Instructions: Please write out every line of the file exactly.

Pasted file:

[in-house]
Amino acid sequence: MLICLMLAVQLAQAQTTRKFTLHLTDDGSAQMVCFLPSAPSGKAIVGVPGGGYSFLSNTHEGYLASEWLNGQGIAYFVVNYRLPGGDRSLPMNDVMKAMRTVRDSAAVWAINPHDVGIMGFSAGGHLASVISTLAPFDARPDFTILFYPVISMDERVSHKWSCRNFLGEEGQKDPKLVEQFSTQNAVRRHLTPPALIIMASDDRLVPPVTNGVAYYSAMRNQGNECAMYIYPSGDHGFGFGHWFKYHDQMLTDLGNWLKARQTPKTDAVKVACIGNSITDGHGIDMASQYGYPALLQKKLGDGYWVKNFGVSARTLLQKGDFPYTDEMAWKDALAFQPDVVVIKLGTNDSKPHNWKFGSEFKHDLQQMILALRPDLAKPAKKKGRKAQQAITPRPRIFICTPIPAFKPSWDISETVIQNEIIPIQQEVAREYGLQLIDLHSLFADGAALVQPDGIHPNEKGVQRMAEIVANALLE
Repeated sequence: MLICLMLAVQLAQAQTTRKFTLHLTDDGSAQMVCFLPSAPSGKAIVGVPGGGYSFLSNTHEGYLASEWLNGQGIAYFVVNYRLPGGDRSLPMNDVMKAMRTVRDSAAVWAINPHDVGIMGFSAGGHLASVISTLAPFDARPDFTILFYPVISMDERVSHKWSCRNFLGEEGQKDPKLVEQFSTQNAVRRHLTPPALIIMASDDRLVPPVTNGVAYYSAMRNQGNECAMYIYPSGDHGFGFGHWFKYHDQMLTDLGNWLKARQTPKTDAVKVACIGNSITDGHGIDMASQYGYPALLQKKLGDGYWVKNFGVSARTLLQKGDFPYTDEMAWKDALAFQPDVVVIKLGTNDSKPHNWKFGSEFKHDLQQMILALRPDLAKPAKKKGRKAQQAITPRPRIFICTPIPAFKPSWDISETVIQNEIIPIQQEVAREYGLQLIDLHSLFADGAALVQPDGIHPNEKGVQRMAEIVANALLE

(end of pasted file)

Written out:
[in-house]
Amino acid sequence: MLICLMLAVQLAQAQTTRKFTLHLTDDGSAQMVCFLPSAPSGKAIVGVPGGGYSFLSNTHEGYLASEWLNGQGIAYFVVNYRLPGGDRSLPMNDVMKAMRTVRDSAAVWAINPHDVGIMGFSAGGHLASVISTLAPFDARPDFTILFYPVISMDERVSHKWSCRNFLGEEGQKDPKLVEQFSTQNAVRRHLTPPALIIMASDDRLVPPVTNGVAYYSAMRNQGNECAMYIYPSGDHGFGFGHWFKYHDQMLTDLGNWLKARQTPKTDAVKVACIGNSITDGHGIDMASQYGYPALLQKKLGDGYWVKNFGVSARTLLQKGDFPYTDEMAWKDALAFQPDVVVIKLGTNDSKPHNWKFGSEFKHDLQQMILALRPDLAKPAKKKGRKAQQAITPRPRIFICTPIPAFKPSWDISETVIQNEIIPIQQEVAREYGLQLIDLHSLFADGAALVQPDGIHPNEKGVQRMAEIVANALLE
Repeated sequence: MLICLMLAVQLAQAQTTRKFTLHLTDDGSAQMVCFLPSAPSGKAIVGVPGGGYSFLSNTHEGYLASEWLNGQGIAYFVVNYRLPGGDRSLPMNDVMKAMRTVRDSAAVWAINPHDVGIMGFSAGGHLASVISTLAPFDARPDFTILFYPVISMDERVSHKWSCRNFLGEEGQKDPKLVEQFSTQNAVRRHLTPPALIIMASDDRLVPPVTNGVAYYSAMRNQGNECAMYIYPSGDHGFGFGHWFKYHDQMLTDLGNWLKARQTPKTDAVKVACIGNSITDGHGIDMASQYGYPALLQKKLGDGYWVKNFGVSARTLLQKGDFPYTDEMAWKDALAFQPDVVVIKLGTNDSKPHNWKFGSEFKHDLQQMILALRPDLAKPAKKKGRKAQQAITPRPRIFICTPIPAFKPSWDISETVIQNEIIPIQQEVAREYGLQLIDLHSLFADGAALVQPDGIHPNEKGVQRMAEIVANALLE